#inspiredbystories

How Two Young Entrepreneurs Are Bringing Diversity to Stock Photography

by Mirja Hitzemann

Entrepreneurs Karen Okonkwo and Joshua Kissi are disrupting the stock photography market with TONL, a site with diverse stock images and stories. They are on a mission to use photography and digital storytelling to diminish stereotypes and challenge the homogeneous look of traditional stock photography.

How did the idea for TONL come about? What motivated you?

Karen Okonkwo (KO): The idea first came about when I reflected on how terrible my experience was finding diverse imagery for my previous blog with my sorority sisters. After collectively discussing this gap in stock photography, we realized we were at capacity in our respective lives and couldn’t pursue solving this issue. What motivated us to bring it back to the forefront was the killings of Alton Sterling and Philando Castille in 2016. Joshua approached me and encouraged us to revisit the idea of diverse stock photography so we could accurately portray our community.

Who is using TONL and why?

KO: Private individuals Personal use users right down to major corporations are using TONL because the images are more modern and relevant to the desire to include inclusive and diverse imagery.

How are you moderating images on your site that may be different from other stock photography sites or search engines?

KO: TONL is in its own lane so we don’t compare ourselves to the content other sites are producing. We focus on our subscribers and the search terms they are searching on our site to curate our own relevant content.

Your website states: “Creating an inclusive culture takes both commitment and action.” What does an inclusive culture look like to you?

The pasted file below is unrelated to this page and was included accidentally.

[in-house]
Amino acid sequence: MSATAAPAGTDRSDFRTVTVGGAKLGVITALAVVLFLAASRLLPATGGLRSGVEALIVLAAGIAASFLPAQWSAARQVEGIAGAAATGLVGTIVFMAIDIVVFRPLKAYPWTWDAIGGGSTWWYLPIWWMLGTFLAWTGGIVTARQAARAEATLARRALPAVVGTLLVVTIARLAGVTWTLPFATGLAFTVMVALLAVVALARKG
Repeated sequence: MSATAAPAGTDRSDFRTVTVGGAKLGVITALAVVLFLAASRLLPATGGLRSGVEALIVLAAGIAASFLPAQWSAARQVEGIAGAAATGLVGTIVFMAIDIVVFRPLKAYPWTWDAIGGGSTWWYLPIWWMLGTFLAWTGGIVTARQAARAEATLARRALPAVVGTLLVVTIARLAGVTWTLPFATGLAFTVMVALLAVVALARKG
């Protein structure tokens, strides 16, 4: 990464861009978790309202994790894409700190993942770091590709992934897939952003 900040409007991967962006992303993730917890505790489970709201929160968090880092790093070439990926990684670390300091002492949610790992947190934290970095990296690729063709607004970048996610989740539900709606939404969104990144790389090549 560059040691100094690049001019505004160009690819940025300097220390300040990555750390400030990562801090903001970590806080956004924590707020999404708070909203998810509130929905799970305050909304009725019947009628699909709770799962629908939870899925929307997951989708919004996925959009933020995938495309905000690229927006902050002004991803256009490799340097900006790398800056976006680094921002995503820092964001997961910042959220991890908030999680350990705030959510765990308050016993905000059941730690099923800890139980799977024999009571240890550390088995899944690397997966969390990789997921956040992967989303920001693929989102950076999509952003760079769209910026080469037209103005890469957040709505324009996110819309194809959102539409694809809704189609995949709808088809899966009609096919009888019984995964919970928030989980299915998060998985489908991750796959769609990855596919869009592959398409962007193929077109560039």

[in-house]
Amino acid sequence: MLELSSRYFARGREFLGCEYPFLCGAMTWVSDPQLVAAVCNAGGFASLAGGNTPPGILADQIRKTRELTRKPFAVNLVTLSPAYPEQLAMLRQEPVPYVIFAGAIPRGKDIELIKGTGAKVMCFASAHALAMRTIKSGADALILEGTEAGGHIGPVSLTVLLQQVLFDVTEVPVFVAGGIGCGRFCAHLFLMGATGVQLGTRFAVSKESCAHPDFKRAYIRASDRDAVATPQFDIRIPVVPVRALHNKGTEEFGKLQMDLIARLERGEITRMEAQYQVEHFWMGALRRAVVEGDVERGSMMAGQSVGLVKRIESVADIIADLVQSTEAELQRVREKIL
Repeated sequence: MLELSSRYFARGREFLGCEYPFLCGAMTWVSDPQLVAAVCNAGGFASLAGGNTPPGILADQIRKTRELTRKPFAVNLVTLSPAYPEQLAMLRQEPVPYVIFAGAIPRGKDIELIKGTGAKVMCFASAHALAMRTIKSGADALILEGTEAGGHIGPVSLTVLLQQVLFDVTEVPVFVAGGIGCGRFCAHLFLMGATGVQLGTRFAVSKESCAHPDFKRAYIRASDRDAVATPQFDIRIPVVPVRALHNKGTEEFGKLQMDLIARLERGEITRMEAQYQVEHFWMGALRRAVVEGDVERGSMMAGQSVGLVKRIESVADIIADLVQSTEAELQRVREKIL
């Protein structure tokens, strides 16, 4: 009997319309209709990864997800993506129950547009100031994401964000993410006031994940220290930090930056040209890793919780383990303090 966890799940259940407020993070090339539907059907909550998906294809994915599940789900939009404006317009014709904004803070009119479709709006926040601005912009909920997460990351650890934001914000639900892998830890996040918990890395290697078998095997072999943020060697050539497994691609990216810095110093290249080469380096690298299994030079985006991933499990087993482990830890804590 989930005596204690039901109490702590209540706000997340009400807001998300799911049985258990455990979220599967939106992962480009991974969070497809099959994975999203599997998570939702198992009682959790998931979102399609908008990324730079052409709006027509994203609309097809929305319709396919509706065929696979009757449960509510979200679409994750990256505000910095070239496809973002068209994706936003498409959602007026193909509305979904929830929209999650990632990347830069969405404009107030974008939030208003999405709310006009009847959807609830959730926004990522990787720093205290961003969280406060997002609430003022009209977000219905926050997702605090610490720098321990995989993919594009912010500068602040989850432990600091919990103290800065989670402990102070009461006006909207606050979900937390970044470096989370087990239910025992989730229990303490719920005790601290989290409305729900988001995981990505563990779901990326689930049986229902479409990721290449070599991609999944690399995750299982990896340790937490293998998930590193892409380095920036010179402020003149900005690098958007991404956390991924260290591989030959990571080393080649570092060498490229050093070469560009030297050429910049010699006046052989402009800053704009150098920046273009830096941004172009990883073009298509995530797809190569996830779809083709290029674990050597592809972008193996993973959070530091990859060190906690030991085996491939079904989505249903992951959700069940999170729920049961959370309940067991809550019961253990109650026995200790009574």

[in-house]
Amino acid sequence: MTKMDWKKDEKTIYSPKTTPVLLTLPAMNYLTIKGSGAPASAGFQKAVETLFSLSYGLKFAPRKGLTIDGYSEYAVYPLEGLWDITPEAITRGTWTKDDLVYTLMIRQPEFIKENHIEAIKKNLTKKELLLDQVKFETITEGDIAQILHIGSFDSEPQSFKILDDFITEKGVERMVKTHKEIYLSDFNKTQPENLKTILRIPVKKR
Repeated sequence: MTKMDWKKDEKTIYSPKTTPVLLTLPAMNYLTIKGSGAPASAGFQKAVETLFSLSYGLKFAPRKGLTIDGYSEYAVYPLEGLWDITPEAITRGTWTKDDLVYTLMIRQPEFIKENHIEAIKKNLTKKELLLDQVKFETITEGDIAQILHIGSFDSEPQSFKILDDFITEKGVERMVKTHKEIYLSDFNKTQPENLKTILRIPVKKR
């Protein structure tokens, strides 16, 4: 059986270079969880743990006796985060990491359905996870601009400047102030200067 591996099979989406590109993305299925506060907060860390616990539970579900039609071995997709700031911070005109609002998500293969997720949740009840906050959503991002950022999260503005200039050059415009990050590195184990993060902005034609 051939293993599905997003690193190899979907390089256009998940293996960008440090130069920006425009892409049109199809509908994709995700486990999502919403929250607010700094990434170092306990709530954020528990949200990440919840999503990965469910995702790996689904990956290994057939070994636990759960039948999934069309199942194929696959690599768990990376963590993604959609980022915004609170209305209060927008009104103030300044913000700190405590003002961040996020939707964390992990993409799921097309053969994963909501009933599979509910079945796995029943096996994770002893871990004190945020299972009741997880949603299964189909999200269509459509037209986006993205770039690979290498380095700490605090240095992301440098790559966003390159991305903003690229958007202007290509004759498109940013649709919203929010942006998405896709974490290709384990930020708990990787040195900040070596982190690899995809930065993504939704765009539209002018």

KO: An inclusive culture is acceptance of everyone’s differences. It’s the ability to see color, but not lead with it. It’s the ability to practice empathy when interacting with people who look and believe differently than you.

What do you think the biggest obstacles to diversity in media and communications are?

KO: We think the biggest obstacles in diversity in media and communicationsIn our opinion it’s is awareness and access. Many old-school companies that are run by majority white individuals haven’t even heard of TONL. They generally are not aware of the pool of diverse individuals and entities out there so they continue to provide opportunities to the non-diverse circles they have cultivated. Various creatives of underrepresented backgrounds also don’t have access to these bigger brands which doesn’t help in changing the landscape of that brand to be more diverse.

Being from diverse backgrounds yourselves, how is diversity being understood differently in different contexts, in your experience?

KO: The manner with which you were raised plays a role in your interpretation of diversity. For example, not all black people are the same. Not all Asian people are the same. Socioeconomic status, levels of exposure to other communities, and your individual culture can shape what diversity means to you. 

It seems that TONL is not just about diverse stock photography, but about storytelling at large. How can we make sure that diverse narratives are heard and accounted for?

KO: We should take the time to create depth in our conversations with people that explore their full identity. We shouldn’t tolerate mediocre, surface-level conversation, especially with colleagues with which we spend a lot of our time. When we seek to understand people FULLY is when we can grasp diversity on a deeper level.

In addition to co-founding TONL, both of you are also involved in other projects, be it photography or networking events. How do you see the trends around work and career change in a younger, more diverse generation of digital leaders?

KO: We see more people finding a way to offer solutions faster. We see people stepping into solution roles faster because of the access of the internet. Our generation is the generation which is demanding change and it has been great to see different leaders pop up regarding various topics of inequity.

What is the biggest challenge you’ve faced so far and how did you deal with it?

KO: The biggest challenge we have faced in running our business is having an optimal site. We are still working through perfecting it to make it worthwhile for our customers and still competitive on a market saturated with many people tackling diversity in imagery.

Lastly, what advice do you have for young entrepreneurs like yourselves?

KO: Take your time. Although we live in a fast-paced world where everybody wants everything yesterday, there is no substitute for doing the market research and rolling out a sound, clean business. 

 

 

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